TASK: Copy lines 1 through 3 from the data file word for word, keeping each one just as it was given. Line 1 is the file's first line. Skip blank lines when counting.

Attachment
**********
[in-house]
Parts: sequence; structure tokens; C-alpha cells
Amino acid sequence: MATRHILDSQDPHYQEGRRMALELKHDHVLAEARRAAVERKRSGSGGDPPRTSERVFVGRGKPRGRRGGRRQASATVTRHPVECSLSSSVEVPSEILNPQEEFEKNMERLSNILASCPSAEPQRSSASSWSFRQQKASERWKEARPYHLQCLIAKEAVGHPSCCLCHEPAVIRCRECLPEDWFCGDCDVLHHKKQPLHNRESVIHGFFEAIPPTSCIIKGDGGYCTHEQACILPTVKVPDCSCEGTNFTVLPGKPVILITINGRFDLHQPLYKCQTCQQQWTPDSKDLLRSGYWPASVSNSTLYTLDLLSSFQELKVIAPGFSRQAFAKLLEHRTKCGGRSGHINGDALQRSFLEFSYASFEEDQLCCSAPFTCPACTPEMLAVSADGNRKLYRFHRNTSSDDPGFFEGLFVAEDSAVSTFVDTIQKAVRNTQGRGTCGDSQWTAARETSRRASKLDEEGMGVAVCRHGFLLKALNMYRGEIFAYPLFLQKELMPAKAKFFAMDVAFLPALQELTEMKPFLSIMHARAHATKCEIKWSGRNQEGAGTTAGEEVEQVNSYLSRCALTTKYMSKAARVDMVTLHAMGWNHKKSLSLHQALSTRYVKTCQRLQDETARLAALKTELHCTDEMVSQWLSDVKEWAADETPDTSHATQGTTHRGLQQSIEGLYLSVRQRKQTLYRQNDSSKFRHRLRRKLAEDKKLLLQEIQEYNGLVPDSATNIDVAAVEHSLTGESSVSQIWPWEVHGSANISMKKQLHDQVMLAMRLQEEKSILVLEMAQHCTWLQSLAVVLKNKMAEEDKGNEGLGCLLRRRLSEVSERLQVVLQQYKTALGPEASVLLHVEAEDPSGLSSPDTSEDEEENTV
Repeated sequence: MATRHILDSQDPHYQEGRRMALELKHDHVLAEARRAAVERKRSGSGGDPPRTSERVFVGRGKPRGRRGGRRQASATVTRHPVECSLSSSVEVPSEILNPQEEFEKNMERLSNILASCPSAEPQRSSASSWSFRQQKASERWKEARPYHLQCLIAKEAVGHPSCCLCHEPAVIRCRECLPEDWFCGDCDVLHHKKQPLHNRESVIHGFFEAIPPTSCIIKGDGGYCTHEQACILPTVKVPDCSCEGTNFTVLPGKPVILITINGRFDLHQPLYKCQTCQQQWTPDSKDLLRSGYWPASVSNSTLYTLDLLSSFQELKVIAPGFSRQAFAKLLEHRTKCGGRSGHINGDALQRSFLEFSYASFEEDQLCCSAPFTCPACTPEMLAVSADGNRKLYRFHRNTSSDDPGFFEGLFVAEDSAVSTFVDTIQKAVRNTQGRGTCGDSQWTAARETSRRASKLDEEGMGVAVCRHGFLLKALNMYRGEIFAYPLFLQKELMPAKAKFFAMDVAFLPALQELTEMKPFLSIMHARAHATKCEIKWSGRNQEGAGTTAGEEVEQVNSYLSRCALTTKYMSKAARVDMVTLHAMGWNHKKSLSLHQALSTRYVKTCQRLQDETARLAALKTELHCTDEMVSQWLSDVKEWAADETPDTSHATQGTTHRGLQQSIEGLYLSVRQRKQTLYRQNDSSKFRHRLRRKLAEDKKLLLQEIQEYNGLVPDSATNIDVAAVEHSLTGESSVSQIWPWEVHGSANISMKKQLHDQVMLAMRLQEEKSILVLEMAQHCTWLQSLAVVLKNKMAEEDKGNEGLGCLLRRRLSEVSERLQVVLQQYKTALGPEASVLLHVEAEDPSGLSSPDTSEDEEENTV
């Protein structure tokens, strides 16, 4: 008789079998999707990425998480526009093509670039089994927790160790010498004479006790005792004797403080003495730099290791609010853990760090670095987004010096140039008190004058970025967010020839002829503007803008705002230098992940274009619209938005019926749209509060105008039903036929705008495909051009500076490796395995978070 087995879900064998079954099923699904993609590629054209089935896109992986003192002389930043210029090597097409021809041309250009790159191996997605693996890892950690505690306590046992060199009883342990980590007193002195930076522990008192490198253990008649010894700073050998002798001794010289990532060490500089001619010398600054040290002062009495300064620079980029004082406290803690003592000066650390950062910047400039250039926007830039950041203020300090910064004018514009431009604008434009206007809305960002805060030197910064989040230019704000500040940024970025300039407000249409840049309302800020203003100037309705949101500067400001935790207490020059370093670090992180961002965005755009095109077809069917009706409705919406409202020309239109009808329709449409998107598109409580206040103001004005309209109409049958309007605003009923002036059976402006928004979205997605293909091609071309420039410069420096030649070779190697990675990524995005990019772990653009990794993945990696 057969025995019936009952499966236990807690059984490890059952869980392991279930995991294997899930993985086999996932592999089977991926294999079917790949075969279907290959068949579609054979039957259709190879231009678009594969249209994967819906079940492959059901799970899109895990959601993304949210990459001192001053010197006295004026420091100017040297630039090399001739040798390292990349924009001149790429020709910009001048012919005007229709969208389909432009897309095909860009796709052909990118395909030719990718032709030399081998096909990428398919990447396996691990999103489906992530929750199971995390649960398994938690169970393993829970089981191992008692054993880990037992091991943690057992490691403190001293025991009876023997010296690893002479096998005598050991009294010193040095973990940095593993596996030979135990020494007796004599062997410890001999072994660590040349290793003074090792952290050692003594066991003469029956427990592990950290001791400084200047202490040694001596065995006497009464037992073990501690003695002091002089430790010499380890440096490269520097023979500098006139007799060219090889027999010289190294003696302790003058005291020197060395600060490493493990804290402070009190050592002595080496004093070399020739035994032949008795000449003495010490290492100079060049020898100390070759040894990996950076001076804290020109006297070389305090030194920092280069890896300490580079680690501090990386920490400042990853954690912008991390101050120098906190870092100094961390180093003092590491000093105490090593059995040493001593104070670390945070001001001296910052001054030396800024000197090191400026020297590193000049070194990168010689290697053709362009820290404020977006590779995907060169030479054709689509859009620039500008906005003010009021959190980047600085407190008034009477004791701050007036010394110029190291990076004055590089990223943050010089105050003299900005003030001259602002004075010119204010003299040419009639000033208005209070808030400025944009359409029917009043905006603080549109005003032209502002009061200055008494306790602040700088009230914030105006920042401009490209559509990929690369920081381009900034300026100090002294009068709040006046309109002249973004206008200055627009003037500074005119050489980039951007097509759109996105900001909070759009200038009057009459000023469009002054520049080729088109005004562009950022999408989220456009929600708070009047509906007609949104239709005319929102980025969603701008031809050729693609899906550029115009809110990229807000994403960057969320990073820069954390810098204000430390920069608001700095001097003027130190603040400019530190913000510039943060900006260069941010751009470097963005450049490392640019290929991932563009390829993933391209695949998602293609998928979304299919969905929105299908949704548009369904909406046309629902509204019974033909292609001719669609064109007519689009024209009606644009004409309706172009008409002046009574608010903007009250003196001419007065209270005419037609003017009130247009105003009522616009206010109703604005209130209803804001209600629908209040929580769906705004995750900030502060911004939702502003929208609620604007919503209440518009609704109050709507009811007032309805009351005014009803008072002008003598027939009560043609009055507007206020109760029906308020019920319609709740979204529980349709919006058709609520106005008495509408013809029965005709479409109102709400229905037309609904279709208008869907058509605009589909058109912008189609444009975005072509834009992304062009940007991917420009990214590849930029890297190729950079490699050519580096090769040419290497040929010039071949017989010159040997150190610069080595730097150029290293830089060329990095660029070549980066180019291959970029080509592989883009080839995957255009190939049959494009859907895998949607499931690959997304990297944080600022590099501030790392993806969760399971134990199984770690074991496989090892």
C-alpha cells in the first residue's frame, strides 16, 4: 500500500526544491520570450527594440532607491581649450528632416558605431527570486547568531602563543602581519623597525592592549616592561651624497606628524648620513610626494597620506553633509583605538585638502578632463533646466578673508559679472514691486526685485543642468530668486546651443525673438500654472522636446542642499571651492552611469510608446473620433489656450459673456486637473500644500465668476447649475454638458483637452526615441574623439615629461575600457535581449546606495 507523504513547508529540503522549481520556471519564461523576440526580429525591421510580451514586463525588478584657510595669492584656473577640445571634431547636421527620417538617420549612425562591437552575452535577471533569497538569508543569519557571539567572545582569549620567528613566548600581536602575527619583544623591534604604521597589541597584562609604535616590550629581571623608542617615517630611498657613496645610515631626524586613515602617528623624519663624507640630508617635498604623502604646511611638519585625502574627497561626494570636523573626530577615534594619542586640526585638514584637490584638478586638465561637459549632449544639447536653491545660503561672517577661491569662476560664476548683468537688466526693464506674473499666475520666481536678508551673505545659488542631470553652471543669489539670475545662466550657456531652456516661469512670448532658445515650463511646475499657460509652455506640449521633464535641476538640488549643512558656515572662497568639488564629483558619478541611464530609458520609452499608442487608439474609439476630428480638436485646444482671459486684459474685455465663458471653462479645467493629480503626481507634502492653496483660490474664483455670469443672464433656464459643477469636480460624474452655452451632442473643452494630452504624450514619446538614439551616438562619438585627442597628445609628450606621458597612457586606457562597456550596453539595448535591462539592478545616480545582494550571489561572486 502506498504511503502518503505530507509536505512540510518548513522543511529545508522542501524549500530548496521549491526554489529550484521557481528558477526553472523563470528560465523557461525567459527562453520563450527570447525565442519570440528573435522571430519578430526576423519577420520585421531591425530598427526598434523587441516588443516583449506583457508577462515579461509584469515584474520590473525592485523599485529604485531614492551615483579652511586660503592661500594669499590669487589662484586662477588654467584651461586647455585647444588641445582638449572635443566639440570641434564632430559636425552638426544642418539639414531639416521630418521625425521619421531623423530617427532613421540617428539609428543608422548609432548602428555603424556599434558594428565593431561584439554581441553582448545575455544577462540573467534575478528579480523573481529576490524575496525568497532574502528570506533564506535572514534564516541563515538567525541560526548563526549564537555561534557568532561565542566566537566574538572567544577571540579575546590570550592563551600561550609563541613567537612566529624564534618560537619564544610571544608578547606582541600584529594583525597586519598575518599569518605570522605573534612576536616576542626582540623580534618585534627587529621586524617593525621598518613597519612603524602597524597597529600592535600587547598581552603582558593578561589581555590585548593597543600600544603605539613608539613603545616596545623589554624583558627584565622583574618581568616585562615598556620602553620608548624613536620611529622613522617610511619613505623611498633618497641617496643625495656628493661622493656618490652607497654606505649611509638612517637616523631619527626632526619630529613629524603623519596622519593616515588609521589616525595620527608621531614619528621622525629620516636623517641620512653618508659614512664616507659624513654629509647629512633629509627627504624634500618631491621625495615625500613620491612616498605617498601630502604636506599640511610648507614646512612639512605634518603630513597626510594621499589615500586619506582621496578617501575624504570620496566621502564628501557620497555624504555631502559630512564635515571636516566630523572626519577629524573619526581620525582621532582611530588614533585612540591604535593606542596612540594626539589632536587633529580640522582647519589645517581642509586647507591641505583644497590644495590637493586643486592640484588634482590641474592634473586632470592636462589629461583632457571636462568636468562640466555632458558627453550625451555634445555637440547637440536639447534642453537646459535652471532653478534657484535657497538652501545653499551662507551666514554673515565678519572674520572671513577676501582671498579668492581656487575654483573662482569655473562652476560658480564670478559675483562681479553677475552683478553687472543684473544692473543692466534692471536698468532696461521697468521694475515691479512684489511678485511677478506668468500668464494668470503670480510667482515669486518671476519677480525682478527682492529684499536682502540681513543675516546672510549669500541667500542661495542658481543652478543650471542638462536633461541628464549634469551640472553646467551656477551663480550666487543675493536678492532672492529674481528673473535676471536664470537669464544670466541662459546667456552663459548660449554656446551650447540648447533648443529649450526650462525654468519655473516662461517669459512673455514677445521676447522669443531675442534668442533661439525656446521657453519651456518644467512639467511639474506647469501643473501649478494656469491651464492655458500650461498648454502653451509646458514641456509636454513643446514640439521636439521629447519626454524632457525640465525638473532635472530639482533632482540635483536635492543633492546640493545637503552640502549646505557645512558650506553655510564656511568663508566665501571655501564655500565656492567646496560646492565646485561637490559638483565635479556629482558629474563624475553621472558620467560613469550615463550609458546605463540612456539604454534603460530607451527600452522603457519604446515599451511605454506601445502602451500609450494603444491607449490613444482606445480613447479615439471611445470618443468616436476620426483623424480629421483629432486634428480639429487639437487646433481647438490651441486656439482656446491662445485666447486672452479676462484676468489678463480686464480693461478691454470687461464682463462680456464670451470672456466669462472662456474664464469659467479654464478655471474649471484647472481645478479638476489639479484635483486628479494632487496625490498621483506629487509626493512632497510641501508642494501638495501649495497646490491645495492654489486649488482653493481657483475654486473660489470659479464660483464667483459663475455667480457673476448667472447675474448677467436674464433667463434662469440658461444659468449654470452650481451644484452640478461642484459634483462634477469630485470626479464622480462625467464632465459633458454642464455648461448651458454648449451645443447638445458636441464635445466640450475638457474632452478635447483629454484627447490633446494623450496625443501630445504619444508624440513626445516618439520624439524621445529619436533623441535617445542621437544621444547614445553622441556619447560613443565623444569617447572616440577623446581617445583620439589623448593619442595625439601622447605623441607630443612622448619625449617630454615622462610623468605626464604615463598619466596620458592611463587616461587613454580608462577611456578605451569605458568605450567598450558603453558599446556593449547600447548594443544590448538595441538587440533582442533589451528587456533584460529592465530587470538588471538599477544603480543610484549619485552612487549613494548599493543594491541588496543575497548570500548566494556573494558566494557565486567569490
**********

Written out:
[in-house]
Parts: sequence; structure tokens; C-alpha cells
Amino acid sequence: MATRHILDSQDPHYQEGRRMALELKHDHVLAEARRAAVERKRSGSGGDPPRTSERVFVGRGKPRGRRGGRRQASATVTRHPVECSLSSSVEVPSEILNPQEEFEKNMERLSNILASCPSAEPQRSSASSWSFRQQKASERWKEARPYHLQCLIAKEAVGHPSCCLCHEPAVIRCRECLPEDWFCGDCDVLHHKKQPLHNRESVIHGFFEAIPPTSCIIKGDGGYCTHEQACILPTVKVPDCSCEGTNFTVLPGKPVILITINGRFDLHQPLYKCQTCQQQWTPDSKDLLRSGYWPASVSNSTLYTLDLLSSFQELKVIAPGFSRQAFAKLLEHRTKCGGRSGHINGDALQRSFLEFSYASFEEDQLCCSAPFTCPACTPEMLAVSADGNRKLYRFHRNTSSDDPGFFEGLFVAEDSAVSTFVDTIQKAVRNTQGRGTCGDSQWTAARETSRRASKLDEEGMGVAVCRHGFLLKALNMYRGEIFAYPLFLQKELMPAKAKFFAMDVAFLPALQELTEMKPFLSIMHARAHATKCEIKWSGRNQEGAGTTAGEEVEQVNSYLSRCALTTKYMSKAARVDMVTLHAMGWNHKKSLSLHQALSTRYVKTCQRLQDETARLAALKTELHCTDEMVSQWLSDVKEWAADETPDTSHATQGTTHRGLQQSIEGLYLSVRQRKQTLYRQNDSSKFRHRLRRKLAEDKKLLLQEIQEYNGLVPDSATNIDVAAVEHSLTGESSVSQIWPWEVHGSANISMKKQLHDQVMLAMRLQEEKSILVLEMAQHCTWLQSLAVVLKNKMAEEDKGNEGLGCLLRRRLSEVSERLQVVLQQYKTALGPEASVLLHVEAEDPSGLSSPDTSEDEEENTV